There’s also the migration issue, of course, even if we’re not on the front line when it comes to migrants from this area. Other European countries are facing migration from the Middle East, but we do suffer from illegal migration from North Africa and sub-Saharan Africa.
To conclude, I’d say that these different issues are also about France’s geopolitical influence. In other words, if we want to influence world affairs, we need to be present in this region, in relation to what was said earlier, notably the energy question, the question of major export contracts, arms sales, etc.
Still, on the subject of geopolitics and influence, there’s currently a conflict in Sudan. In your opinion, what are the origins of this conflict and what impact could it have on the countries of the Middle East?
The origins of the conflict are sometimes hard to pin down. There is undoubtedly a power rivalry, as exists in many countries. As for Sudan, it’s a rivalry between the head of state and his number two. It’s clearly an ambition for power, and one that was somewhat predictable because power had been relatively stable for some thirty years under President Bachir.
The moment someone who has embodied a form of relative stability leaves or is forced to leave, confrontations arise. This phenomenon can be observed in many African countries. We’ve seen it in Libya, Somalia, Côte d’Ivoire and elsewhere. The power vacuum, unprepared succession and personal rivalries are the primary factors.
There are also geopolitical influences, since from what I’ve heard, it would seem that the question of Sudan’s alliances or its positioning is finally causing trouble. At one point there was talk of a rapprochement with Israel. But Sudan was bombed by the Americans, as it was said that weapons were being sent to the Gaza Strip. And since it was an Islamist regime, it had welcomed Osama bin Laden. At one point, Khartoum had become quite close to Iran. So it was an Islamist regime that was anti-Western and anti-Israeli. The question of a rapprochement with Israel, which has been raised but is now a little more discreet, may have caused the trouble.
The second issue is the Russian question, especially the project of a Russian military base in the Red Sea, more specifically in Port Sudan. Here too, it is possible that this has caused trouble. So, it would seem that in the end, this issue could also be a bone of contention between the two players, one of whom would be rather favorable, the other rather hostile.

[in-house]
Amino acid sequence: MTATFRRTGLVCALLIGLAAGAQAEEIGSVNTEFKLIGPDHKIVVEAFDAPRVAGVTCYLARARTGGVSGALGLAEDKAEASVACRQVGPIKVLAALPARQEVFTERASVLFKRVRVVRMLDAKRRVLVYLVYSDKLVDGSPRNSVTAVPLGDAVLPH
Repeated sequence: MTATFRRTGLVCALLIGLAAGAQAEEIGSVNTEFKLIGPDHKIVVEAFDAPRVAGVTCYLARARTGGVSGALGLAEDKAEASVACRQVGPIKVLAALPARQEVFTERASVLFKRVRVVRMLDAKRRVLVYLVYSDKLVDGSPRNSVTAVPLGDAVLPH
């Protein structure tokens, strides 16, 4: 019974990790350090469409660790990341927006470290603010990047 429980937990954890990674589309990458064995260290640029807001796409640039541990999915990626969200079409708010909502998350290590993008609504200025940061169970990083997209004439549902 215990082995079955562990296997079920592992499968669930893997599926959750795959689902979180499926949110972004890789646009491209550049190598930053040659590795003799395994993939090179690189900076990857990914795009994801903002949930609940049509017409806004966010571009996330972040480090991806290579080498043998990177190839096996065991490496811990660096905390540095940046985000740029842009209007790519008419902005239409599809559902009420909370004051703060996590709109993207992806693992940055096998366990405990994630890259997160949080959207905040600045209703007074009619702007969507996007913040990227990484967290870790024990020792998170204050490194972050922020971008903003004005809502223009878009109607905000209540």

In any case, this remains to be taken into consideration, as does Sudan’s position vis-à-vis the United States. Because in reality, the rapprochement with Israel was carried out by Trump and via the United States. So here again, did this rapprochement with the Americans and Israel enable some of the sanctions to be lifted and economic aid to return? And didn’t it ultimately create major unrest within a power that was traditionally anti-American, anti-Western, anti-Israeli and pro-Islamist? That remains a real question.
In terms of the impact on regional powers, the conflict in Sudan has aggravated the situation not only in the MENA region but also in the Sahel, particularly in Chad. And Chad is the virtually last stable country in the Sahel because when it comes to Niger, we’ve seen what’s happened. The countries in the area are moving away from France and closer to Russia.
The humanitarian situation is disastrous, and may, of course, increase immigration to Europe, or perhaps also aggravate the difficulties of Sudan’s neighboring countries, which are themselves confronted with conflicts, and here we’re thinking in particular of Ethiopia.
You just mentioned the possible increase in immigration. Let’s talk about France and the Maghreb. How can we improve cooperation in the fight against illegal immigration, given that the majority of migrants either pass through the Maghreb or originate from this region?
It’s a very difficult question indeed and is complicated for several reasons. First of all, relations between France and the Maghreb have deteriorated in recent years.
Relations with Morocco used to be quite good since there was always a somewhat special relationship between Paris and Rabat, with very close, even personal ties. But that has disappeared under Emmanuel Macron’s presidency. Morocco criticizes Macron for not recognizing Western Sahara as an integral part of Morocco. The French president seems to be too accommodating with Algeria because this country can offer its energy resources, and this is important, especially in the context of the Russian-Ukrainian war.